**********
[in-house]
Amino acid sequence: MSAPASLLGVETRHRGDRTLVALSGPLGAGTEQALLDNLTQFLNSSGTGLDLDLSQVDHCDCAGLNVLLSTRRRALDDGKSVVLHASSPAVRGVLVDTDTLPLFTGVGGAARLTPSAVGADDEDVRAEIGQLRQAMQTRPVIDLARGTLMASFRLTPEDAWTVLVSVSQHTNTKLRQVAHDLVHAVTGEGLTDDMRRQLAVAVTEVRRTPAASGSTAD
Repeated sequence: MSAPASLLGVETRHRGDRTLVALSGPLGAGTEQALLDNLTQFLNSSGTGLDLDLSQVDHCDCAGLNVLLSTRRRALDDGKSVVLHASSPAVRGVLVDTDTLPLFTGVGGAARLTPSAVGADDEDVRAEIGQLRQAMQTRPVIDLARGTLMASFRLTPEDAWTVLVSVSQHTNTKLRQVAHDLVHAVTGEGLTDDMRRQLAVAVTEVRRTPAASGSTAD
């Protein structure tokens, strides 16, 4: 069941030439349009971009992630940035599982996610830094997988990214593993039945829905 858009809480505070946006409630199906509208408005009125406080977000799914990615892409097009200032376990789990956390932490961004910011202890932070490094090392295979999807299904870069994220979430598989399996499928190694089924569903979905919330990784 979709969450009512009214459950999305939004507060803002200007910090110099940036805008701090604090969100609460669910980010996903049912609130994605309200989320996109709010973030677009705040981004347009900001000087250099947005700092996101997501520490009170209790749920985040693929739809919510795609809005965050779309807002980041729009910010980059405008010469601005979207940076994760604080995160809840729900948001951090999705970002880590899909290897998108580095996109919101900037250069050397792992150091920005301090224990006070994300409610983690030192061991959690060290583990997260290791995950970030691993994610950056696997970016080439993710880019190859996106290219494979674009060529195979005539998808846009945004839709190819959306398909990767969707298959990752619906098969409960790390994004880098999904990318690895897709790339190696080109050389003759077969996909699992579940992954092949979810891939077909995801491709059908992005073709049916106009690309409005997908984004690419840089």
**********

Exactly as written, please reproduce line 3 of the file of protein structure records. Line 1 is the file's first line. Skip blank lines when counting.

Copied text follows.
Repeated sequence: MSAPASLLGVETRHRGDRTLVALSGPLGAGTEQALLDNLTQFLNSSGTGLDLDLSQVDHCDCAGLNVLLSTRRRALDDGKSVVLHASSPAVRGVLVDTDTLPLFTGVGGAARLTPSAVGADDEDVRAEIGQLRQAMQTRPVIDLARGTLMASFRLTPEDAWTVLVSVSQHTNTKLRQVAHDLVHAVTGEGLTDDMRRQLAVAVTEVRRTPAASGSTAD